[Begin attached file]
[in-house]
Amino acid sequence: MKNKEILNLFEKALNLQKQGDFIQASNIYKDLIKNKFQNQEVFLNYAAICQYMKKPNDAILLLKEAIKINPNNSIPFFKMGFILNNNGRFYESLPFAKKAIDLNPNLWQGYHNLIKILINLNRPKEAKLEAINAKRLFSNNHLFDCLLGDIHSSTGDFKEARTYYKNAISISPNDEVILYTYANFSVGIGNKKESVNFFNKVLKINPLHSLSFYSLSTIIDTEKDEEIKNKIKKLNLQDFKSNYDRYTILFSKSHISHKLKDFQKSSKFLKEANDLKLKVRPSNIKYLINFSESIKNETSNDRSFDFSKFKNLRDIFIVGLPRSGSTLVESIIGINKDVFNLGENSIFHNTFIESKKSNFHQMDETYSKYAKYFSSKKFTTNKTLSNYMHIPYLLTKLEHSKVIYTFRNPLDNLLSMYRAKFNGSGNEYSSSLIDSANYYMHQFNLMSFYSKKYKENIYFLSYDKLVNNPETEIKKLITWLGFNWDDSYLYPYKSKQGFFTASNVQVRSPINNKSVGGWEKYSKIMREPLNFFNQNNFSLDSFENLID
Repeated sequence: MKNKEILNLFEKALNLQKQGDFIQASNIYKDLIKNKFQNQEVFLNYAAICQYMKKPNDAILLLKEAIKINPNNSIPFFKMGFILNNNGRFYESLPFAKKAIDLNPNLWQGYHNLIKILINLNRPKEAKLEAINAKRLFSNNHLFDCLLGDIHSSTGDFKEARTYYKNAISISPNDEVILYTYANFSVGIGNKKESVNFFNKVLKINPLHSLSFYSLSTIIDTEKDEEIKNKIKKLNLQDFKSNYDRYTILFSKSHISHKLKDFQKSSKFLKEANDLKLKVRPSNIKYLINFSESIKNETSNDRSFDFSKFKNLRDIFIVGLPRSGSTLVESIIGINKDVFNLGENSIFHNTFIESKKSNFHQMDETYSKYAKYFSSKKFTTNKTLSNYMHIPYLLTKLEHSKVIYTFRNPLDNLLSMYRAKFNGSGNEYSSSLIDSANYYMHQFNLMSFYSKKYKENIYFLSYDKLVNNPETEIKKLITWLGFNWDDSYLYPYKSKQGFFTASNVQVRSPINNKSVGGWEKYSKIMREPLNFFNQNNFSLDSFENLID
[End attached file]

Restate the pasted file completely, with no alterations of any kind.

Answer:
[in-house]
Amino acid sequence: MKNKEILNLFEKALNLQKQGDFIQASNIYKDLIKNKFQNQEVFLNYAAICQYMKKPNDAILLLKEAIKINPNNSIPFFKMGFILNNNGRFYESLPFAKKAIDLNPNLWQGYHNLIKILINLNRPKEAKLEAINAKRLFSNNHLFDCLLGDIHSSTGDFKEARTYYKNAISISPNDEVILYTYANFSVGIGNKKESVNFFNKVLKINPLHSLSFYSLSTIIDTEKDEEIKNKIKKLNLQDFKSNYDRYTILFSKSHISHKLKDFQKSSKFLKEANDLKLKVRPSNIKYLINFSESIKNETSNDRSFDFSKFKNLRDIFIVGLPRSGSTLVESIIGINKDVFNLGENSIFHNTFIESKKSNFHQMDETYSKYAKYFSSKKFTTNKTLSNYMHIPYLLTKLEHSKVIYTFRNPLDNLLSMYRAKFNGSGNEYSSSLIDSANYYMHQFNLMSFYSKKYKENIYFLSYDKLVNNPETEIKKLITWLGFNWDDSYLYPYKSKQGFFTASNVQVRSPINNKSVGGWEKYSKIMREPLNFFNQNNFSLDSFENLID
Repeated sequence: MKNKEILNLFEKALNLQKQGDFIQASNIYKDLIKNKFQNQEVFLNYAAICQYMKKPNDAILLLKEAIKINPNNSIPFFKMGFILNNNGRFYESLPFAKKAIDLNPNLWQGYHNLIKILINLNRPKEAKLEAINAKRLFSNNHLFDCLLGDIHSSTGDFKEARTYYKNAISISPNDEVILYTYANFSVGIGNKKESVNFFNKVLKINPLHSLSFYSLSTIIDTEKDEEIKNKIKKLNLQDFKSNYDRYTILFSKSHISHKLKDFQKSSKFLKEANDLKLKVRPSNIKYLINFSESIKNETSNDRSFDFSKFKNLRDIFIVGLPRSGSTLVESIIGINKDVFNLGENSIFHNTFIESKKSNFHQMDETYSKYAKYFSSKKFTTNKTLSNYMHIPYLLTKLEHSKVIYTFRNPLDNLLSMYRAKFNGSGNEYSSSLIDSANYYMHQFNLMSFYSKKYKENIYFLSYDKLVNNPETEIKKLITWLGFNWDDSYLYPYKSKQGFFTASNVQVRSPINNKSVGGWEKYSKIMREPLNFFNQNNFSLDSFENLID